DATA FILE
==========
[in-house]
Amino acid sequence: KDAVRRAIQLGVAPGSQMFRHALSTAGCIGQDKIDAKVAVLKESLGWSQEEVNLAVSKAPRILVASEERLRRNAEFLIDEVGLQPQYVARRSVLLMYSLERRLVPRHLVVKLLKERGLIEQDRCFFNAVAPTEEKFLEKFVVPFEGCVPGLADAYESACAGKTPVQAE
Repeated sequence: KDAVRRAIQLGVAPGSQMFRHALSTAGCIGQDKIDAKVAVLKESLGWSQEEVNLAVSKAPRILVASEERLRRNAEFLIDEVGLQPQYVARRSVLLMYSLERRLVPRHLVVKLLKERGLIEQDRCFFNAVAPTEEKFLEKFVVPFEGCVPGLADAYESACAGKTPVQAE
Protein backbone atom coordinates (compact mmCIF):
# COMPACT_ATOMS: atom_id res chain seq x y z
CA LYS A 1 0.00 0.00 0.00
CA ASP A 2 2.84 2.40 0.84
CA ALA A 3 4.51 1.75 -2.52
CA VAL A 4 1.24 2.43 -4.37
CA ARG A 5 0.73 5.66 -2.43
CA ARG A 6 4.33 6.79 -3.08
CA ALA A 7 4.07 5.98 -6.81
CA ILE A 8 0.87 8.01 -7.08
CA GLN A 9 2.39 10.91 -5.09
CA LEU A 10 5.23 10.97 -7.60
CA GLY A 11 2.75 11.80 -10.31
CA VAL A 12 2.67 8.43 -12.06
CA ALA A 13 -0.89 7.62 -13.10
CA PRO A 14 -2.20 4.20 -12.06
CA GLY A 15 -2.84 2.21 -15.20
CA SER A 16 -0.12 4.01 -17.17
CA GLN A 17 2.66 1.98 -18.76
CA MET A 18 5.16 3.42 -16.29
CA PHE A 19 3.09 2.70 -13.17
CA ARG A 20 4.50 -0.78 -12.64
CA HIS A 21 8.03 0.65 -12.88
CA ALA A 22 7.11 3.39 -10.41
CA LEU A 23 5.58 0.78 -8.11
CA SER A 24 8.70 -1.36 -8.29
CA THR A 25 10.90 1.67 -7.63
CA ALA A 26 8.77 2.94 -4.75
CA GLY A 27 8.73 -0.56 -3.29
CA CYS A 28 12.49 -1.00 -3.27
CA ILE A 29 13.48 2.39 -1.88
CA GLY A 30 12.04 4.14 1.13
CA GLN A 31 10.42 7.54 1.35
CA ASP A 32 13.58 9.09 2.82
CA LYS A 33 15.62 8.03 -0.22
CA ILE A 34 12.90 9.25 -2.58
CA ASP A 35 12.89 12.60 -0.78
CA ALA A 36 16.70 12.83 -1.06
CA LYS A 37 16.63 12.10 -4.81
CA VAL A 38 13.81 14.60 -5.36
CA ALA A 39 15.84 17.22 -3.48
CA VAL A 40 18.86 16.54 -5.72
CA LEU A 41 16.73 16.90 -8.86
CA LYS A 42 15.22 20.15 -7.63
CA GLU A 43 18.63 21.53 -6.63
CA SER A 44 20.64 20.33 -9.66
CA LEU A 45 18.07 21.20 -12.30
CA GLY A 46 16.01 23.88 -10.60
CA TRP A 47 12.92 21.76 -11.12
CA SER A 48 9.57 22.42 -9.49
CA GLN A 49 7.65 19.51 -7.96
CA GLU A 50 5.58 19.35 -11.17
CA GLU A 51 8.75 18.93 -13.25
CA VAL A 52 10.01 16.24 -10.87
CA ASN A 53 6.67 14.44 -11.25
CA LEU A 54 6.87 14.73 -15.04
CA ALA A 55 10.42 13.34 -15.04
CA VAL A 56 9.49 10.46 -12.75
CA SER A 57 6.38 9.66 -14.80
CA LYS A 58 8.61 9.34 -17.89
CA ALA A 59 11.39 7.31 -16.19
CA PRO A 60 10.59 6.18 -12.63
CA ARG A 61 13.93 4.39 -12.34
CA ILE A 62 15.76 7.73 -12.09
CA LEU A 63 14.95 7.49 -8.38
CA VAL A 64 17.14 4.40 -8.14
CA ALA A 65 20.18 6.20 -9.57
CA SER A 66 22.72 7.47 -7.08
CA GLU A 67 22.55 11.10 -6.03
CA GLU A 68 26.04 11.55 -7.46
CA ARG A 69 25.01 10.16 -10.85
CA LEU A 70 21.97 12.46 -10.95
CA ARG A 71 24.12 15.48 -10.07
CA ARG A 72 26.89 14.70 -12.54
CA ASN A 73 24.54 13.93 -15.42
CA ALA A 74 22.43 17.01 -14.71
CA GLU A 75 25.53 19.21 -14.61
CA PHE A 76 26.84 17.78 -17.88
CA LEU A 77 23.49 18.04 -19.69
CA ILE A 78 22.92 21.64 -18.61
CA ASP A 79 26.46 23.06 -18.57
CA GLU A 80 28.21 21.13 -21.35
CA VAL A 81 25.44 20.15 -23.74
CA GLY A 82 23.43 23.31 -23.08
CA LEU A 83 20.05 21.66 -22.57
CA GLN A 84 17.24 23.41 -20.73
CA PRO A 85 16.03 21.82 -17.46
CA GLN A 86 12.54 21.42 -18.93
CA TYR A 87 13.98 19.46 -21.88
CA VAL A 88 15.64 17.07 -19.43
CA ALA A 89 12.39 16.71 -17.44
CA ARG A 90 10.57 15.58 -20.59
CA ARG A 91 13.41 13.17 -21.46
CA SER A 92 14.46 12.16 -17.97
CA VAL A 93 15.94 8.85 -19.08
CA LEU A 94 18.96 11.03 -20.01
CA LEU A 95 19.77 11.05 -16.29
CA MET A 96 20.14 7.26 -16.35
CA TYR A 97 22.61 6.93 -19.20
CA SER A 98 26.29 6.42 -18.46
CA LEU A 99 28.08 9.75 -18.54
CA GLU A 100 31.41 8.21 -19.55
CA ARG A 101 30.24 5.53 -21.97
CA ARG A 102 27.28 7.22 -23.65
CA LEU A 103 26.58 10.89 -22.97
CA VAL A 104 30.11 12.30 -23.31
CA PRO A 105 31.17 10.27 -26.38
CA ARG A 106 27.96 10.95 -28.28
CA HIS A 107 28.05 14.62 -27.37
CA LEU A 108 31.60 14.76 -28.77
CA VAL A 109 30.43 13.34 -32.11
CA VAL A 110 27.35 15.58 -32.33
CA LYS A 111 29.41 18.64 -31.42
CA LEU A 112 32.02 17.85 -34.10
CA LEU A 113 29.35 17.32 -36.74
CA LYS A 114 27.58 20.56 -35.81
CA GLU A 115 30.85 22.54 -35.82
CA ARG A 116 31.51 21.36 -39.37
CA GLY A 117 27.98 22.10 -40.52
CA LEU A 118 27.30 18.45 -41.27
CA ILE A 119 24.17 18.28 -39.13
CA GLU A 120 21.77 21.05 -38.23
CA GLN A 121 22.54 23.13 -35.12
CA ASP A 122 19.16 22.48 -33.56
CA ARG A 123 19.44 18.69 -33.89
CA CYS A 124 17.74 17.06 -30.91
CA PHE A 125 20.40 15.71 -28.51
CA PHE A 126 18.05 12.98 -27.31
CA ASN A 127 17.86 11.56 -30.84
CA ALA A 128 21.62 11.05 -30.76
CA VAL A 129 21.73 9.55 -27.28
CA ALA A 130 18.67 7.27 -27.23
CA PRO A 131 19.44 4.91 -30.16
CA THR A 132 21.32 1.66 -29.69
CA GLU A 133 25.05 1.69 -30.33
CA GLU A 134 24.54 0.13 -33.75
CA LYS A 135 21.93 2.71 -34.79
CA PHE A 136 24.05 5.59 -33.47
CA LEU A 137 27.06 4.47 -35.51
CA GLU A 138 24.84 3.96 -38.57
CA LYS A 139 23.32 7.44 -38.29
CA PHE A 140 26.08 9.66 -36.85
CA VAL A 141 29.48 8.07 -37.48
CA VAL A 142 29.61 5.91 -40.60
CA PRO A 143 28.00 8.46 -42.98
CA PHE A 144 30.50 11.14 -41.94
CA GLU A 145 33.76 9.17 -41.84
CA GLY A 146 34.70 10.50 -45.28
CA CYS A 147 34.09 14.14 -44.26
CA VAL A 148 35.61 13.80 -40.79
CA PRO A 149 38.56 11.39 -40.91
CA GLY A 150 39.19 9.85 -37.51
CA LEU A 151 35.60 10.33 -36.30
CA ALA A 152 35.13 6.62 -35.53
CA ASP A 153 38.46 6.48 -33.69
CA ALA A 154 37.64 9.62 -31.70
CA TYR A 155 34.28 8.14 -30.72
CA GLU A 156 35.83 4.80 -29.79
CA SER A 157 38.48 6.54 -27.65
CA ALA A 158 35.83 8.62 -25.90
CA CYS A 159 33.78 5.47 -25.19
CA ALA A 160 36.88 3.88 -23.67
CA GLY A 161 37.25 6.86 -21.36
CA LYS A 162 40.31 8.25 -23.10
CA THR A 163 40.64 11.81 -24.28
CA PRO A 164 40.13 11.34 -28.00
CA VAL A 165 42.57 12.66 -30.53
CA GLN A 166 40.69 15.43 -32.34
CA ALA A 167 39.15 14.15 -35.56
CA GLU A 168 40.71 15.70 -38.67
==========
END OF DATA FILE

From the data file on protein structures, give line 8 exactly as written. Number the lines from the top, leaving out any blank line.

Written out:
CA ALA A 3 4.51 1.75 -2.52